controlled laboratory prior to the start of the experiment. Litter bags, composed of 10 g dried,
leaf litter representative of dominant local hardwood species and 4 g of quaking aspen wood
chips, were constructed using fish netting (hole width approximately 12.7 mm). This material
was used as it facilitated large detritivore movement through the litter bags.

Litter bags were randomly assigned to buckets, and mesocosms were randomly assigned
temperature and detritivore treatments. Heat bulbs (Phillips® 250W 120V) were suspended
above the surface of mesocosms to raise air temperature 3.3 °C (± 0.25°C) above ambient at the
surface of the soil in the elevated temperature treatments (Figure 4). A single heat lamp was used
to warm 4 mesocosms, so mesocosms were clustered into groups of 4 for a total of 10 groups of
4, with 5 groups under each temperature treatment (Figure 3). These groups were treated as
blocks in the statistical analyses.
I-Buttons (DS1925, Maxim Integrated, San Jose, CA) were used to monitor temperature
changes over the duration of the experiment. I-Buttons were placed in each mesocosm (40 total)
at the soil surface at the edge of the bucket furthest from the heat lamps and bucket cluster
center.

Mesocosm moisture content was monitored using gravimetric methods. The mass of each
bucket with soil at field moisture capacity was measured at the start of the experiment and was
adjusted weekly using DO water as needed. Volumetric water content of each mesocosm was
only recorded at the conclusion of the experiment in order to avoid altering detritivore burrowing
and efflux measurements. Detritivore Assemblages Detritivores were hand collected from forests surrounding UMBS during late May 2016.
L. rubellus and L. terrestris were retrieved using an electroshock extraction method (Crumsey et
al., 2014). Due to difficulties finding mature L. terrestris individuals in late Spring, individuals
purchased from bait shops were used as supplements. To avoid biases towards using purchased
versus collected L. terrestris individuals in mesocosms, all L. terrestris individuals were pooled
in single terrarium and selected randomly when assigned to mesocosms. All detritivores were
housed in the climate controlled Lakeside Laboratory (21°C) at UMBS and separated into
terrariums by species for two weeks prior to the start of the study. Each terrarium contained soils
and litter representative of UMBS forests.

Before being introduced to mesocosms, earthworms were identified to species, and only
individuals that appeared healthy were used. Due to difficulties in collecting adult L. terrestris
with low enough biomass requirements for some Simplex proportions dictated by the design,
juveniles were used as necessary. To avoid the possibility of confusing L. rubellus juveniles with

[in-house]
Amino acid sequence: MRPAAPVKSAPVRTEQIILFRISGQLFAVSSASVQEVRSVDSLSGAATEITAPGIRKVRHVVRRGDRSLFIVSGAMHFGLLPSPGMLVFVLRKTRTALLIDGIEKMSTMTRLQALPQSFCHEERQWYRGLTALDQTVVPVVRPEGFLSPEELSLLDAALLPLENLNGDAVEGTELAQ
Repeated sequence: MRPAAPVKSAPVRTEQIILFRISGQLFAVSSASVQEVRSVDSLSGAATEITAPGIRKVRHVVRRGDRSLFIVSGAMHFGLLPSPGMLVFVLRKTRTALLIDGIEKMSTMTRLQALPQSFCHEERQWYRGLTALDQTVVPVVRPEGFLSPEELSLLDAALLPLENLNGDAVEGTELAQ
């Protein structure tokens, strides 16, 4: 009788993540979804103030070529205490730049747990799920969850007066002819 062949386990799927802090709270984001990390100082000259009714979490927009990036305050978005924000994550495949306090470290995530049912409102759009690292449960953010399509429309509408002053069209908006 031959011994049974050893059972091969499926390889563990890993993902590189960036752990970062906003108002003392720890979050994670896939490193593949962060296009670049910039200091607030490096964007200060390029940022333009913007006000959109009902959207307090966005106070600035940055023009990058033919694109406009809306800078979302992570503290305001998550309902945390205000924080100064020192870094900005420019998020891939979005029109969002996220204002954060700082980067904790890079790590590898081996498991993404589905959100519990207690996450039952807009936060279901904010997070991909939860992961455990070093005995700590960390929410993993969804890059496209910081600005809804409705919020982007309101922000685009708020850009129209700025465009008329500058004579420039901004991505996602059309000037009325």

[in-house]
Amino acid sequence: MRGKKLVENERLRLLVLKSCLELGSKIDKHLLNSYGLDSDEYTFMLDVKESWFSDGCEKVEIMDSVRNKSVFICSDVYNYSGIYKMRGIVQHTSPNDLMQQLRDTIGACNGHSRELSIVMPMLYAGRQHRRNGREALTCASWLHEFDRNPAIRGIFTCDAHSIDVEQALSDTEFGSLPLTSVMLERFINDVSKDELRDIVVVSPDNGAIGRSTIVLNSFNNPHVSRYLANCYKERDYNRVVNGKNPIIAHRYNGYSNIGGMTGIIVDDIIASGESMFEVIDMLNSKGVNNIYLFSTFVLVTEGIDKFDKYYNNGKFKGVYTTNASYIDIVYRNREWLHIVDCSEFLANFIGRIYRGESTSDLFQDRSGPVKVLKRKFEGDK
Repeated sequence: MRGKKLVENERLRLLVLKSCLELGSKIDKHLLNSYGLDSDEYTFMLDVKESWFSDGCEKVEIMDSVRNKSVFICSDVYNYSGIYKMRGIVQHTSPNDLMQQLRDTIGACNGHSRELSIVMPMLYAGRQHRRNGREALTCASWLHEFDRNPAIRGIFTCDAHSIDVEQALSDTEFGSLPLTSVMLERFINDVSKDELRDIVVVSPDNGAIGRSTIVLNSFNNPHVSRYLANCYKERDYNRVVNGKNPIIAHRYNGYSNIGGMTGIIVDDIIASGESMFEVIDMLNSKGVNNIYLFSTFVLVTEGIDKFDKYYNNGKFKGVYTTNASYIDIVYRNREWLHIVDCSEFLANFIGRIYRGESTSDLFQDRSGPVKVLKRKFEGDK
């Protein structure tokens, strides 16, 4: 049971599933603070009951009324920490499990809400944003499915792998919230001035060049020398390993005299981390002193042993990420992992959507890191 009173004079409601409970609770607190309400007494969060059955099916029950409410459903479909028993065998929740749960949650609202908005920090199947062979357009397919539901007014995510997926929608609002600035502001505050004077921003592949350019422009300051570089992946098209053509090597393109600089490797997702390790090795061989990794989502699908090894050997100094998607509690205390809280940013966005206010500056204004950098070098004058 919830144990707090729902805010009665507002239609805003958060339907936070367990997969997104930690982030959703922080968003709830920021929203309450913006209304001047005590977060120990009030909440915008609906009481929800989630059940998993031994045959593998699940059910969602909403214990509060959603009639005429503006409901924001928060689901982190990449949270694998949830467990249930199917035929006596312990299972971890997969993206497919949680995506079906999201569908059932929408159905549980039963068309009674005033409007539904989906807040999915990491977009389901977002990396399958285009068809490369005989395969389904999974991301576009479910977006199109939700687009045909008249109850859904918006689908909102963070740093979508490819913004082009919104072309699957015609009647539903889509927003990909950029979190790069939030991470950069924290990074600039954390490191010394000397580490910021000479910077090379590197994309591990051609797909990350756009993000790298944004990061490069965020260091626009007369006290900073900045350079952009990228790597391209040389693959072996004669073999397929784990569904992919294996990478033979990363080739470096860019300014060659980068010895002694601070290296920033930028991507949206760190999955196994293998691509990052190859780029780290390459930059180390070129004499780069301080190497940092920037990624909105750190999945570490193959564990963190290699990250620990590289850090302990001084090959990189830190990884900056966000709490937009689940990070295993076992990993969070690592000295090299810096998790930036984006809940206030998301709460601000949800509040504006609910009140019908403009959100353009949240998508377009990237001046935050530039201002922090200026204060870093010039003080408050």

L. terrestris, only juveniles that were observed leaving burrows in habitat types primarily
dominated by L. terrestris during electroshocking were used in the study on the assumption that
these burrows were early indications of anecic burrowing behavior. At the conclusion of the
study, the matured juveniles were identified and confirmed as L. terrestris in all cases.

The earthworms and millipedes were placed in containers with moist paper towels and
allowed to clear their guts for 24 hours prior to being introduced to the mesocosms. The mass of
each organism was recorded before being placed on the mesocosm surface soil and allowed to
burrow.

Temperature treatments began one week after detritivore treatments to allow for adequate
acclimation. Casting, molting, and soil surface mortality were observed and recorded throughout
the duration of the experiment.

Carbon Efflux was measured weekly using a LI-6400 (LICOR, Lincoln, NE).

Bottles of collected leachate were analyzed at the end of the mesocosm stabilization period, at four weeks, and at mesocosm harvest, for a total of three separate collection dates. The day before each collection date, each mesocosm received 500 mL of DO water and bottles were
collected 24 hours later. Each sample was acidified with 6N TMG HCl and filtered prior to analysis (Fisherbrand™ Glass Fiber Circles, Whatman GF/F). Ammonium (NH4+) concentration was analyzed using the automated phenate method (Bran + Leubbe® AA3). Nitrate (NO3-)
concentration was determined using IC (ThermoFisher™/Dionex™ Integrion HPIC™); column set AS-11 HC (4 micron), isocratic separation using 30 mM KOH as eluent. Total leachate NH4+ and NO3- are reported as µg/L and mg/L respectively. Mesocosm Harvest The experiment ran for a total of 8 weeks and mesocosms were harvested randomly over
a three-day period.
On the first day of harvest, litter bags were removed from the surface of the soil and